About Program Director, Melissa RILEY
The whole fiasco began when she was about 10 years old. A wide-eyed, impressionable young girl was given a rather unusual Christmas gift: a glossy, hard-cover edition of Brian Fagan's popular book "The Adventure of Archaeology".
Well, she was pretty much a goner from that point on....
Over the next half a dozen years, Melissa spent long hours dreaming of dirty fingernails and mountains of pot sherds. Her love of archaeology eventually took her to the University of Sydney. She graduated with a B.A. (Hons class I) in 1999 after studying every form of archaeology known to humankind, and won an academic prize for her honours thesis documenting the history and archaeology of a Sheikh's palace in the UAE. Since then, Melissa has worked on numerous sites in Sydney, Cyprus and the Middle East as an archaeologist and heritage consultant. Nowadays, you can still occasionally see her skulking around archaeological sites in Sydney, trowel in hand (not that you can effectively skulk in a bright orange safety vest and hard-hat!).
Melissa has dedicated her last fifteen years to promoting the study of archaeology in schools. During and after the completion of a Graduate Diploma in Education from Macquarie University, she has worked as a high school History teacher, and as an archaeology educator for primary and secondary students with her "I Dig Archaeology!" education program. She has also completed post-graduate qualifications in gifted and talented education through the University of New South Wales, and is now embarking on a PhD examining the place of archaeology in the History classroom, specifically whether or not archaeological thinking influences History pedagogy and the impact of teacher professional learning in archaeology on classroom practice.
"An archaeology program which maximises learning outcomes for students must combine sound pedagogy with the expertise, skill and knowledge from the field of professional archaeology," explains Melissa. "By combining these you ensure that the conditions are established for quality learning to take place, and that specific, high-quality knowledge is being shared. I've seen too many simulations degenerate into treasure hunts!! It's also really important that students understand that archaeology is a complex and technical profession that requires years of study and training, not something that is straightforward and easy and can be done with just a bit of basic experience. My program gives students a solid grounding in the knowledge of archaeological processes, without giving them delusions of grandeur."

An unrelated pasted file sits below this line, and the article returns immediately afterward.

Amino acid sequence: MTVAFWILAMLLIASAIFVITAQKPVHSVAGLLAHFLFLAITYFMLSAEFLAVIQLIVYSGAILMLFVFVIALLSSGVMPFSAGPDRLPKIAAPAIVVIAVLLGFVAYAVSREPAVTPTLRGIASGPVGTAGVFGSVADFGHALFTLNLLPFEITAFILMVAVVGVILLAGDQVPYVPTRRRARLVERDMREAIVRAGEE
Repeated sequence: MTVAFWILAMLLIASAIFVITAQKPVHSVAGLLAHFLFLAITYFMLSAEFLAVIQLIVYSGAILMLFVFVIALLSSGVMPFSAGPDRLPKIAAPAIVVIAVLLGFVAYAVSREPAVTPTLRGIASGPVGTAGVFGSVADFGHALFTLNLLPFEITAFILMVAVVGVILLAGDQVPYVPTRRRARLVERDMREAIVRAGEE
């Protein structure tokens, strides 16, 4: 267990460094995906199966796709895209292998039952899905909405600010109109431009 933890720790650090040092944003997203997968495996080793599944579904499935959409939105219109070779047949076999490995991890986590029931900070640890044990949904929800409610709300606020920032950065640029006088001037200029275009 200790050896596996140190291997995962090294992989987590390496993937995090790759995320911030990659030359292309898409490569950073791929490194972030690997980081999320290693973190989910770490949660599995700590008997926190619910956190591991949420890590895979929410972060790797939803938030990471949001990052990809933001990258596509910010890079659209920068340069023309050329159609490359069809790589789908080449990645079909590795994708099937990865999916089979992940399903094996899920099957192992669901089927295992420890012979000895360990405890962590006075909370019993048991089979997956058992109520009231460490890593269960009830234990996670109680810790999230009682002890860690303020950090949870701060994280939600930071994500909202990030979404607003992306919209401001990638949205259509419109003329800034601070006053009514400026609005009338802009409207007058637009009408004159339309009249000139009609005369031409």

Melissa is also an active member of the professional community, both archaeological and teaching. She has published a number of academic journal articles and monographs, most recently contributing to a volume on teaching strategies in archaeology education. Melissa has also presented academic papers and workshops on archaeology education for the professional teaching community (through the AIS, the HTA NSW and the HTAA). Melissa is a member of the Australian Archaeological Association (AAA), Australasian Society for Historical Archaeology (ASHA) and the History Teachers Association of NSW (HTANSW). She is also an editor of the HTA NSW professional journal, Teaching History.
One of the 2014 recipients of the NSW Premier's HTA History Scholarship, Melissa spent a significant amount of time in 2015 producing resources about Australian archaeology for the Australian and NSW curricula, and building a website, Archaeohub, in which to house these resources. This is an exciting new project that will bring a far greater understanding of the wealth of archaeology and heritage in Australia to teachers and students across the country. She presented a paper in 2014 on the project to the professional archaeological community at the joint annual conference of the Australian Archaeological Association and the Australiasian Society for Historical Archaeology (AAA/ASHA 37). Melissa also organises a biennial conference, Archaeomeet, which is an opportunity for teachers to engage with the professional archaeological community to learn more about Australian archaeology. The first Archaeomeet conference was held in May 2016, to coincide with National Archaeology Week and the next will be held in late 2018. Keep in touch with the latest news about Australian archaeology and the 2018 Archaeomeet conference on our Facebook page https://www.facebook.com/archaeomeet/
Ever the workaholic, Melissa has also been involved in more hands-on teacher professional learning in archaeology through the Dirty Weekend of Archaeology for Teachers at Willow Court in New Norfolk, Tasmania. Over the course of a weekend in February 2017 (and to happen again in February 2018) teachers from around the country converged on New Norfolk, and as part of the joint Flinders' University and University of Tasmania initiative, were able to participate in a genuine archaeological excavation, which included planning, fieldwork, public education and a kids' dig. Melissa was a team leader and trench supervisor for the excavation. A similar teacher PL learning opportunity will run at Kerry Lodge, Tasmania in April 2018. Visit the Dirty weekend Facebook page to learn more https://www.facebook.com/WillowCourtProject/
A final word: "In the context of an archaeology-friendly Australian curriculum, it is vitally important that teachers and archaeology educators continue to deliver high quality, authentic learning experiences for students. Above all, learning should be fun, and we deliver that in spades (oops, no pun intended!)"